1. Thanks for writing Allie. You might be hearing me say in the article that the spouse’s role in the addict’s recovery is not important. That’s NOT what I’m trying to say. The spouse’s role IS important. But my concern is that, all too often, the addict relies TOO MUCH on the spouse, without the other things being in place. He or she does not do their own difficult spiritual work, and they do not develop supportive relationships with others in recovery … and then they over-rely on their spouse to be their support network, sponsor, etc. If the addict is trying to ignore or “shove the spouse out of the picture” or silence the spouse’s voice … other people in that person’s recovery group — especially the addict’s sponsor — should be calling him or her out on that behavior.

      You point out that sometimes an addict is living in deception, continuing to act out, and the spouse can be helpful in pointing out behaviors that are antithetical to solid recovery. Of course that’s true, and super important. But in those situations, I would ask, “Okay, but in a situation like that … what is the quality of the addict’s spiritual path in their recovery work? Are they working through the 12 steps? What is happening with his or her connections with a recovery group? Are they going to meetings? Do they have friends who are recovering, and are they learning from each other? Where is his or her sponsor, and what is the sponsor saying and doing?”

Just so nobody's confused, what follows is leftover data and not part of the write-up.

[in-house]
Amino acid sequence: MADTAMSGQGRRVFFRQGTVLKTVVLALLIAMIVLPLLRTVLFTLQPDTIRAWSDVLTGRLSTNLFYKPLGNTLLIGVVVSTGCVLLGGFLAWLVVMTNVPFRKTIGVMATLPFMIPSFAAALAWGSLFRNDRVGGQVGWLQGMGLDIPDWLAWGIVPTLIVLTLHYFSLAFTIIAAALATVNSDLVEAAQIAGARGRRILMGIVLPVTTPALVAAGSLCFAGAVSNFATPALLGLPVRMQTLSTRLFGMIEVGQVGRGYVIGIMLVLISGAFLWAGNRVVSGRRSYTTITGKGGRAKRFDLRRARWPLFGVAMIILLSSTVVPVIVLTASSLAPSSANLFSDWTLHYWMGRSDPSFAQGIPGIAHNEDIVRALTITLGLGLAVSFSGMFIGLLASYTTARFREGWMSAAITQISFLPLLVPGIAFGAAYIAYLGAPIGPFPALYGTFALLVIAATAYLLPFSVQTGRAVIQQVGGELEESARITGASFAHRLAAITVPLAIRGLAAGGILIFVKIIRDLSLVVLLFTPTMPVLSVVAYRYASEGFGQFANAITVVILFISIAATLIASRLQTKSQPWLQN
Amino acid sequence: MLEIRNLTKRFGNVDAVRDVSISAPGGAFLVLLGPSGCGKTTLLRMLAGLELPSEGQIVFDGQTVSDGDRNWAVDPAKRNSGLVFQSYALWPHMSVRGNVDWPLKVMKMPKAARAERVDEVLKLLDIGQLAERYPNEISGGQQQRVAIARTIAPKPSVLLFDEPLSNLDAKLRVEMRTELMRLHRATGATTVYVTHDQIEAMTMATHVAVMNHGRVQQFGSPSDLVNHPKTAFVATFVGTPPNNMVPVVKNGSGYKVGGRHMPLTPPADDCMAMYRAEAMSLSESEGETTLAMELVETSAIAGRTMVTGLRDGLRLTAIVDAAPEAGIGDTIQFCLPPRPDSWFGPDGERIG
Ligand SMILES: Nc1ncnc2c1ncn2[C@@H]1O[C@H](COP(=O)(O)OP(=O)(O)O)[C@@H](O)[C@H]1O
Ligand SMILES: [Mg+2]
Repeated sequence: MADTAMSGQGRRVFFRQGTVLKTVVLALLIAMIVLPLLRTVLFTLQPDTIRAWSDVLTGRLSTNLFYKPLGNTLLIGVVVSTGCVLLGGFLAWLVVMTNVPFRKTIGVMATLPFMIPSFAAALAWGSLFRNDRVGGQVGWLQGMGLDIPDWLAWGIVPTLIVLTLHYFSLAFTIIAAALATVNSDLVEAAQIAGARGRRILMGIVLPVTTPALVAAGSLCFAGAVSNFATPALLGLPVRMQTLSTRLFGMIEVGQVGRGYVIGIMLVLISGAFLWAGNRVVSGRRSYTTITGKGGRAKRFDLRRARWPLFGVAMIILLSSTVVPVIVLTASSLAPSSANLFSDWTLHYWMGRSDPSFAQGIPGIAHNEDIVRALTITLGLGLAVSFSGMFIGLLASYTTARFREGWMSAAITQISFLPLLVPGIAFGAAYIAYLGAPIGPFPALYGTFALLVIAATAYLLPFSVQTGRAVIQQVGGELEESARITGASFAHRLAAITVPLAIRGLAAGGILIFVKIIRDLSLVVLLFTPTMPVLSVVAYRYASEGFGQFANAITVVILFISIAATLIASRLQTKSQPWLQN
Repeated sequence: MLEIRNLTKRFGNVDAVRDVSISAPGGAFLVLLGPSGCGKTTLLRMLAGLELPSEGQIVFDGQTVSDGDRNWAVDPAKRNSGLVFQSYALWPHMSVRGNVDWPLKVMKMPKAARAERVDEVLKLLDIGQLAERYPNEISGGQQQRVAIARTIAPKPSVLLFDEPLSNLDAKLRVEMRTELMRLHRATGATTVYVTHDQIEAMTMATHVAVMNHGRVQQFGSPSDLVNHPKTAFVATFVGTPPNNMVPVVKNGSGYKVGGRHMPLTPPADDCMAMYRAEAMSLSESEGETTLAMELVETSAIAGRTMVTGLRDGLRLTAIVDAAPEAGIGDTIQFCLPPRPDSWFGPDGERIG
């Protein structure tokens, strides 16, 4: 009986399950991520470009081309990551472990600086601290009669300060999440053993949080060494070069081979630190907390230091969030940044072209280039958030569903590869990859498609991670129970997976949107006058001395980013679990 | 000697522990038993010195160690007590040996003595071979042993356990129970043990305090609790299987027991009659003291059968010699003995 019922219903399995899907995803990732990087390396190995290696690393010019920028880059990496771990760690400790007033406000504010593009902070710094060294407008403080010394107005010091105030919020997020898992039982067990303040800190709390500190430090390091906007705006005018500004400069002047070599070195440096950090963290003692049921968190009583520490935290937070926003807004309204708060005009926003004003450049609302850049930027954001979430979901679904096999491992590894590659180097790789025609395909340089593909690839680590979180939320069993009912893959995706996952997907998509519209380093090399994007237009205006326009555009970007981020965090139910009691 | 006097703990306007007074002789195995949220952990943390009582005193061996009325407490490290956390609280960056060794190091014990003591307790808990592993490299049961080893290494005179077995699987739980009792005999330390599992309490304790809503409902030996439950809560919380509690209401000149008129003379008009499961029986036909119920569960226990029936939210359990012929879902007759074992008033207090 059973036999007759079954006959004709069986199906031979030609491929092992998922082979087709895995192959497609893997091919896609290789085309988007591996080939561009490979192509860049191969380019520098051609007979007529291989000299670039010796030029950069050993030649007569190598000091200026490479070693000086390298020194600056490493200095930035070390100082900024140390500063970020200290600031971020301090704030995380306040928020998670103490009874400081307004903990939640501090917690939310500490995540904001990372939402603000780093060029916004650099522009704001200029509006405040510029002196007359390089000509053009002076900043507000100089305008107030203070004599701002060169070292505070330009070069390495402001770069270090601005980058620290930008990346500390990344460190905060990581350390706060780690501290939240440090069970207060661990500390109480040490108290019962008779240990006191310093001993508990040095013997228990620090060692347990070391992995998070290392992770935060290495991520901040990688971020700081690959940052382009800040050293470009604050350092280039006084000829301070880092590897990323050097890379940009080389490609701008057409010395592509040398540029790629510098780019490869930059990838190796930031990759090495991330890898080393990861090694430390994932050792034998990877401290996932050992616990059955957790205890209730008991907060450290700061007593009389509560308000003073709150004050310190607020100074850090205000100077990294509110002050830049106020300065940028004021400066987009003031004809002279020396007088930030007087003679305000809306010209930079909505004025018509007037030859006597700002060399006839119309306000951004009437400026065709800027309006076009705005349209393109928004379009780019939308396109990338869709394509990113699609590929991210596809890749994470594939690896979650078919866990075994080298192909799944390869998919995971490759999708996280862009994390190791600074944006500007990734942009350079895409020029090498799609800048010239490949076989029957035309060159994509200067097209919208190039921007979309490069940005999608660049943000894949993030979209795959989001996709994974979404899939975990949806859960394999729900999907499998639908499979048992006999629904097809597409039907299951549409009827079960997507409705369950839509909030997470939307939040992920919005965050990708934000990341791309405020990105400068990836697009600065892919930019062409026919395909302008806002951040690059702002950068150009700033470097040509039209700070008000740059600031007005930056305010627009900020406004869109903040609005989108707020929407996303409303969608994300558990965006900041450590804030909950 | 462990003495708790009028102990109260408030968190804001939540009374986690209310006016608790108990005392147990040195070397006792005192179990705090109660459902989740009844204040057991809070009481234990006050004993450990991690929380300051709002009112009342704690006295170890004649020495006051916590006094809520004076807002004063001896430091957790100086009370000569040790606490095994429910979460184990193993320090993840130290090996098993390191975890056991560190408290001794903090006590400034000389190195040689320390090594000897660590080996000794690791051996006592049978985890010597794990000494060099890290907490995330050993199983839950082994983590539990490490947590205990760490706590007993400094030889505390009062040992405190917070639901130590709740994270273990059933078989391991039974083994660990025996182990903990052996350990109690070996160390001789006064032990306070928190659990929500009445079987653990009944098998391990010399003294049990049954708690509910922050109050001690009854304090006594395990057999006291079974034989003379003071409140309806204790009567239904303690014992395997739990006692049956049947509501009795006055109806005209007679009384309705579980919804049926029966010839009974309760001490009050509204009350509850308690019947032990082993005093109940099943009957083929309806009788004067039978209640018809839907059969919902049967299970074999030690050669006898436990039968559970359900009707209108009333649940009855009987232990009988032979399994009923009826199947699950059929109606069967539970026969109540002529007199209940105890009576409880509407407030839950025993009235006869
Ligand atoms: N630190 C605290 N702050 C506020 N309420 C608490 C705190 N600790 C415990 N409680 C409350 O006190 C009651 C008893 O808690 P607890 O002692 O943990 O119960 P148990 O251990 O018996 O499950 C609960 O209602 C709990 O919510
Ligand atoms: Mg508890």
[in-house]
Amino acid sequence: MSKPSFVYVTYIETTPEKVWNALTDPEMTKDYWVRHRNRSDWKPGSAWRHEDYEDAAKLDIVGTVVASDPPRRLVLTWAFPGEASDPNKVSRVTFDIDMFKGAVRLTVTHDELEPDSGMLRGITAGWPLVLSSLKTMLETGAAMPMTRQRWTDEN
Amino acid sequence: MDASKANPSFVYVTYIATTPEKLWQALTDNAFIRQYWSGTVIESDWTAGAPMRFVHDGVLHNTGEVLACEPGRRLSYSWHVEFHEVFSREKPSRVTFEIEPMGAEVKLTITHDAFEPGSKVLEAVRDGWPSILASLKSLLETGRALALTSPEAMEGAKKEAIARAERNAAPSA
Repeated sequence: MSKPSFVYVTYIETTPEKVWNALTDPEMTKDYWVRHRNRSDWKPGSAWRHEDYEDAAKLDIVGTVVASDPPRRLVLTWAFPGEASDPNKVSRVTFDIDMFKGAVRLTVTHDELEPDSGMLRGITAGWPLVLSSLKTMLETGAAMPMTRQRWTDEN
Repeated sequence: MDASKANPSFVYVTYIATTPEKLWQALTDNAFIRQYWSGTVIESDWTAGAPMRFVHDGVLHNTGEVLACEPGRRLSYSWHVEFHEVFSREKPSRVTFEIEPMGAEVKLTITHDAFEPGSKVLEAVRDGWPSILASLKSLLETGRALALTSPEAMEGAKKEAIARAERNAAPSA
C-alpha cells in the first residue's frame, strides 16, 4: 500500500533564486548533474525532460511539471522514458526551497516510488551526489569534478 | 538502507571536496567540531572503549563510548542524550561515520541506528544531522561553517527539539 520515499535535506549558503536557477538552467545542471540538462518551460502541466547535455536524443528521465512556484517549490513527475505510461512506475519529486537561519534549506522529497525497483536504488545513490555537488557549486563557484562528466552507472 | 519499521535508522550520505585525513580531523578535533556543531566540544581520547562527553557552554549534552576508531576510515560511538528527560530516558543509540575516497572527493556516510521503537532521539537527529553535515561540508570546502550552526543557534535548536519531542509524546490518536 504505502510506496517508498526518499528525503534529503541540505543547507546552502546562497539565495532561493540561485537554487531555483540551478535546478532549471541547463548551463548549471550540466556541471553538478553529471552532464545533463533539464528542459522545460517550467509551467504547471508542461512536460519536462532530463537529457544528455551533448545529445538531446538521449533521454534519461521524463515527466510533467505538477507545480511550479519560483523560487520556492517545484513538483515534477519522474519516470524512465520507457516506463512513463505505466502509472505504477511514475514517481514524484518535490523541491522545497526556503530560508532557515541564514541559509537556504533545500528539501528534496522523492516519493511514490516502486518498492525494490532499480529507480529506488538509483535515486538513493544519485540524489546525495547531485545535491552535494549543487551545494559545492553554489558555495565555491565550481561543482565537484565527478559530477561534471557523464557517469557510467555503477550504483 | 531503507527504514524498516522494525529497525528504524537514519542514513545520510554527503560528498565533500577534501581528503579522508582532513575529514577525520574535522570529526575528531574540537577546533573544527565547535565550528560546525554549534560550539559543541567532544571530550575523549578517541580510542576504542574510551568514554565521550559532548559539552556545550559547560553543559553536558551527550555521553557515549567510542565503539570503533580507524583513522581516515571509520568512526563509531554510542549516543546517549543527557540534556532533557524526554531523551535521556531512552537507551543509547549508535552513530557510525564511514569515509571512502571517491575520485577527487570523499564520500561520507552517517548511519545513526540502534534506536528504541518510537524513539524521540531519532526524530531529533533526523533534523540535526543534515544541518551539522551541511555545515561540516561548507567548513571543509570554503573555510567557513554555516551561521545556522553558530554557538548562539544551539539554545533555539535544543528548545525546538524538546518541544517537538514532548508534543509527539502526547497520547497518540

All too often, the spouse’s role in the addict’s recovery becomes so central to the recovery path BECAUSE THESE OTHER IMPORTANT FACTORS ARE LACKING. The best path — which I hope you and agree on — is that the addict is working a strong program of their own recovery, doing the hard spiritual work of looking inside (generally through working the steps), and he or she is also deeply committed to attending a support group, has a sponsor who is involved in that person’s life, may well be seeing a counselor … AND has a spouse who is active and supportive in the recovery process.

      Too often what I observe — and what I’m trying to point out in the article — is the danger of trying to “do recovery” without the first parts of that equation being functional and strong. Because then what usually happens then is that the addict struggles, (and then usually lies about it), and the spouse gets more and more frustrated.